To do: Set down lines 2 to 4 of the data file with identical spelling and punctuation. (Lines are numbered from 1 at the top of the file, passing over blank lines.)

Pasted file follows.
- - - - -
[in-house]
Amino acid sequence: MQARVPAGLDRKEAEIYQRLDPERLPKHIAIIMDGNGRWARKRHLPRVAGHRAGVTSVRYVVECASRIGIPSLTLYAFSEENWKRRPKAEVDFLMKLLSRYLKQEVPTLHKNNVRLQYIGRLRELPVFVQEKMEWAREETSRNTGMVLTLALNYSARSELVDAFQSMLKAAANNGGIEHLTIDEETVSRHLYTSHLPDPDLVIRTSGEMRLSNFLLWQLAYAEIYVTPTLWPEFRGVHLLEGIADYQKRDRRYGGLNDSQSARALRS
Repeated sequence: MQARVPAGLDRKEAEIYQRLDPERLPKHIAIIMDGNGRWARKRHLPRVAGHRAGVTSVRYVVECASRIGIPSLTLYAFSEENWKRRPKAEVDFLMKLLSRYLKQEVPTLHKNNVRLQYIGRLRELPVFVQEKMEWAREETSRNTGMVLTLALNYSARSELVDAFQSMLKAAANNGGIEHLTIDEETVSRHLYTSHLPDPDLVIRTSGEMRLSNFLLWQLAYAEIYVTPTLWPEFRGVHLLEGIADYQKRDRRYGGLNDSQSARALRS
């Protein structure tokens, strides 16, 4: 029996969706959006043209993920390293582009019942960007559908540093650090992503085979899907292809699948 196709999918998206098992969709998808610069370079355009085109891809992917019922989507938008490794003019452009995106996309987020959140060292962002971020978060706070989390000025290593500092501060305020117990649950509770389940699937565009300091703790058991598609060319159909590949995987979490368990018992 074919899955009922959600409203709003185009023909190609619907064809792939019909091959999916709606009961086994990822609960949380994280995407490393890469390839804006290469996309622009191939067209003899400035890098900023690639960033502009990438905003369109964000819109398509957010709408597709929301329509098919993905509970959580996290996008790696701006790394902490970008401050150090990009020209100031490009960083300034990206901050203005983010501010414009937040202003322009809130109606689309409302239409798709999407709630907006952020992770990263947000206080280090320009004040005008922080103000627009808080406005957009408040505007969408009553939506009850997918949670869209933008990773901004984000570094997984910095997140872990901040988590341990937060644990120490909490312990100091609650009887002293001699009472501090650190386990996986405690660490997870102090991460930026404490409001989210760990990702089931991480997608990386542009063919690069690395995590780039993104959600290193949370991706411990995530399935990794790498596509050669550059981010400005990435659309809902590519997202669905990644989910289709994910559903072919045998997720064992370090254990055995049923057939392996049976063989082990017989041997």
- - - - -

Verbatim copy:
Amino acid sequence: MQARVPAGLDRKEAEIYQRLDPERLPKHIAIIMDGNGRWARKRHLPRVAGHRAGVTSVRYVVECASRIGIPSLTLYAFSEENWKRRPKAEVDFLMKLLSRYLKQEVPTLHKNNVRLQYIGRLRELPVFVQEKMEWAREETSRNTGMVLTLALNYSARSELVDAFQSMLKAAANNGGIEHLTIDEETVSRHLYTSHLPDPDLVIRTSGEMRLSNFLLWQLAYAEIYVTPTLWPEFRGVHLLEGIADYQKRDRRYGGLNDSQSARALRS
Repeated sequence: MQARVPAGLDRKEAEIYQRLDPERLPKHIAIIMDGNGRWARKRHLPRVAGHRAGVTSVRYVVECASRIGIPSLTLYAFSEENWKRRPKAEVDFLMKLLSRYLKQEVPTLHKNNVRLQYIGRLRELPVFVQEKMEWAREETSRNTGMVLTLALNYSARSELVDAFQSMLKAAANNGGIEHLTIDEETVSRHLYTSHLPDPDLVIRTSGEMRLSNFLLWQLAYAEIYVTPTLWPEFRGVHLLEGIADYQKRDRRYGGLNDSQSARALRS
């Protein structure tokens, strides 16, 4: 029996969706959006043209993920390293582009019942960007559908540093650090992503085979899907292809699948 196709999918998206098992969709998808610069370079355009085109891809992917019922989507938008490794003019452009995106996309987020959140060292962002971020978060706070989390000025290593500092501060305020117990649950509770389940699937565009300091703790058991598609060319159909590949995987979490368990018992 074919899955009922959600409203709003185009023909190609619907064809792939019909091959999916709606009961086994990822609960949380994280995407490393890469390839804006290469996309622009191939067209003899400035890098900023690639960033502009990438905003369109964000819109398509957010709408597709929301329509098919993905509970959580996290996008790696701006790394902490970008401050150090990009020209100031490009960083300034990206901050203005983010501010414009937040202003322009809130109606689309409302239409798709999407709630907006952020992770990263947000206080280090320009004040005008922080103000627009808080406005957009408040505007969408009553939506009850997918949670869209933008990773901004984000570094997984910095997140872990901040988590341990937060644990120490909490312990100091609650009887002293001699009472501090650190386990996986405690660490997870102090991460930026404490409001989210760990990702089931991480997608990386542009063919690069690395995590780039993104959600290193949370991706411990995530399935990794790498596509050669550059981010400005990435659309809902590519997202669905990644989910289709994910559903072919045998997720064992370090254990055995049923057939392996049976063989082990017989041997």